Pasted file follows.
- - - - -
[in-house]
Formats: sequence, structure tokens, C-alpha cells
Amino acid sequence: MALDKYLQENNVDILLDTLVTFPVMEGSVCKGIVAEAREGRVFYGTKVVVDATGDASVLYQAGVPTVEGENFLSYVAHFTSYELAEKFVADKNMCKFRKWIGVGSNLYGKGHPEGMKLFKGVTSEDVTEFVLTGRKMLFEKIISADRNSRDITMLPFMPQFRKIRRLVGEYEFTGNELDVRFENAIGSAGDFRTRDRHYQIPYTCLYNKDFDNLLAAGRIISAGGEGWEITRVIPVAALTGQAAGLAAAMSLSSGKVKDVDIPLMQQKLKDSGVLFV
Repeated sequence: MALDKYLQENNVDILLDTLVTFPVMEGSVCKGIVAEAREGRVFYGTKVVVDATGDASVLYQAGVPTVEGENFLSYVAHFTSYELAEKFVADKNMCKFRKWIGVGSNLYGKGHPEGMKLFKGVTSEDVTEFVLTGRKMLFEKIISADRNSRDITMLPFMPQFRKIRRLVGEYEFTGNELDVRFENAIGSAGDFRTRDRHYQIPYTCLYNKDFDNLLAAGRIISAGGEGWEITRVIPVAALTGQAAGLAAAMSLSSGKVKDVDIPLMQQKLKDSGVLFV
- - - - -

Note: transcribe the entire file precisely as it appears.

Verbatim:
[in-house]
Formats: sequence, structure tokens, C-alpha cells
Amino acid sequence: MALDKYLQENNVDILLDTLVTFPVMEGSVCKGIVAEAREGRVFYGTKVVVDATGDASVLYQAGVPTVEGENFLSYVAHFTSYELAEKFVADKNMCKFRKWIGVGSNLYGKGHPEGMKLFKGVTSEDVTEFVLTGRKMLFEKIISADRNSRDITMLPFMPQFRKIRRLVGEYEFTGNELDVRFENAIGSAGDFRTRDRHYQIPYTCLYNKDFDNLLAAGRIISAGGEGWEITRVIPVAALTGQAAGLAAAMSLSSGKVKDVDIPLMQQKLKDSGVLFV
Repeated sequence: MALDKYLQENNVDILLDTLVTFPVMEGSVCKGIVAEAREGRVFYGTKVVVDATGDASVLYQAGVPTVEGENFLSYVAHFTSYELAEKFVADKNMCKFRKWIGVGSNLYGKGHPEGMKLFKGVTSEDVTEFVLTGRKMLFEKIISADRNSRDITMLPFMPQFRKIRRLVGEYEFTGNELDVRFENAIGSAGDFRTRDRHYQIPYTCLYNKDFDNLLAAGRIISAGGEGWEITRVIPVAALTGQAAGLAAAMSLSSGKVKDVDIPLMQQKLKDSGVLFV